A waiver of subrogation is an endorsement to a general liability policy whereby an insurer gives up the right to take action against a third party for a loss suffered by an insured. Typically, under terms of the Subrogation Clause, the insurer, having paid an insured for a loss, takes over any rights possessed by the insured who has suffered the loss.
For example, an insured, John Smith, is hit by another car while he is driving. His insurance company pays his claim and then may sue or attempt to recover damages from the other driver. In certain instances, the insured might want to get a waiver of subrogation rights from the insurer.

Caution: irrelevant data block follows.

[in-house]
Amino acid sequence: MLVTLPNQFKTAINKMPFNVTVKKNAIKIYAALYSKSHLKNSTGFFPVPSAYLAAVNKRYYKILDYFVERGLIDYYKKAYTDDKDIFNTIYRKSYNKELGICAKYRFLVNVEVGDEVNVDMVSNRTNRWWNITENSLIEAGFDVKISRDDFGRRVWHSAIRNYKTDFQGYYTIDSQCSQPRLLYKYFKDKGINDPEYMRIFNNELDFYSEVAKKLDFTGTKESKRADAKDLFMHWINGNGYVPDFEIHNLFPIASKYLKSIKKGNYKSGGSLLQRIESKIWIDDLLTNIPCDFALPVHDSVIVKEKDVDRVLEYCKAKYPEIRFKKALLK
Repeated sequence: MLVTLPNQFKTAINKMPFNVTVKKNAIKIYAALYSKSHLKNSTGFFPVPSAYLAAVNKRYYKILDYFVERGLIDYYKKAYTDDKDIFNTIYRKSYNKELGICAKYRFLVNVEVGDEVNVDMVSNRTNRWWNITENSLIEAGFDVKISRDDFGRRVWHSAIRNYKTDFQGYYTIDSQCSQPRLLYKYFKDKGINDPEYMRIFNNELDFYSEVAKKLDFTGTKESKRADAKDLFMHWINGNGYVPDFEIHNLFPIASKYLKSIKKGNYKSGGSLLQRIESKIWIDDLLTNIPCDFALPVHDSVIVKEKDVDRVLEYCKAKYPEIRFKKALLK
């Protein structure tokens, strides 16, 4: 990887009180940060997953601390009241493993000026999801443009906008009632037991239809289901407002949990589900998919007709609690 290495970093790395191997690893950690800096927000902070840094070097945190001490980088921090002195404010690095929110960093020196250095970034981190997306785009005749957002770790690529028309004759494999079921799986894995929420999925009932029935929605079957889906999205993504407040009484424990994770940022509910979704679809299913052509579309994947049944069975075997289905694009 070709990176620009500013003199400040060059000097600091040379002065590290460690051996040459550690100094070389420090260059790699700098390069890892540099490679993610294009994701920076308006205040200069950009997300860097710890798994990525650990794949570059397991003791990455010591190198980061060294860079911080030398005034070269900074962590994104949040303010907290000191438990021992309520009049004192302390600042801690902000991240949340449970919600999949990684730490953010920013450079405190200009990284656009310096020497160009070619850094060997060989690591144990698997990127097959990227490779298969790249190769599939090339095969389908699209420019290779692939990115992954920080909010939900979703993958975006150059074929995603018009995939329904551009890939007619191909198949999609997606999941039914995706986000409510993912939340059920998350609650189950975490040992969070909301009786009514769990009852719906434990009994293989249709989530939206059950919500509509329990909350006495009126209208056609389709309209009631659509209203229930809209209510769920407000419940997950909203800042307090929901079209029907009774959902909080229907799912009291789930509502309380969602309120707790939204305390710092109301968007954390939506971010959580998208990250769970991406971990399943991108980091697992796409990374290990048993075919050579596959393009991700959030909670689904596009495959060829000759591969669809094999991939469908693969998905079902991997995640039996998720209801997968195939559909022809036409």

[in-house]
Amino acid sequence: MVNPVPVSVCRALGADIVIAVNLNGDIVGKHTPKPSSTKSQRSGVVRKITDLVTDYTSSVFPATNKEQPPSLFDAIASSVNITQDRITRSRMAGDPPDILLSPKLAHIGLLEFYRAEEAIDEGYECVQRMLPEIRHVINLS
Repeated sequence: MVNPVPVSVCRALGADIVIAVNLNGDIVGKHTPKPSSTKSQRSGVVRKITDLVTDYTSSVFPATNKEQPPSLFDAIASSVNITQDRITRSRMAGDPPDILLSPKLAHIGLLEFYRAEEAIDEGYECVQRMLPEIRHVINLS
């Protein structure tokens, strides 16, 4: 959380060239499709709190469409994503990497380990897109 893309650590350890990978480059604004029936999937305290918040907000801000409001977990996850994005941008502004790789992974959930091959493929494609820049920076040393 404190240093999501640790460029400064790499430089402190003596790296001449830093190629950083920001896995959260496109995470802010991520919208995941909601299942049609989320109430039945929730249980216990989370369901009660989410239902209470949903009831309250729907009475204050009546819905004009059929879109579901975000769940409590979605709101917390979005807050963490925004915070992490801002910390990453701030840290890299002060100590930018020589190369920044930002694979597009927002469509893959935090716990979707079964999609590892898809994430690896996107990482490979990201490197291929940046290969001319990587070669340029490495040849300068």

Or, if a landlord assured a tenant that the tenant was not responsible for damage to the landlord's property, the landlord could make good on that promise only by getting the insurer to waive its subrogation rights. Otherwise, if the landlord's property was damaged by the tenant, the insurer would have to pay the claim and could then try to collect damages from the tenant.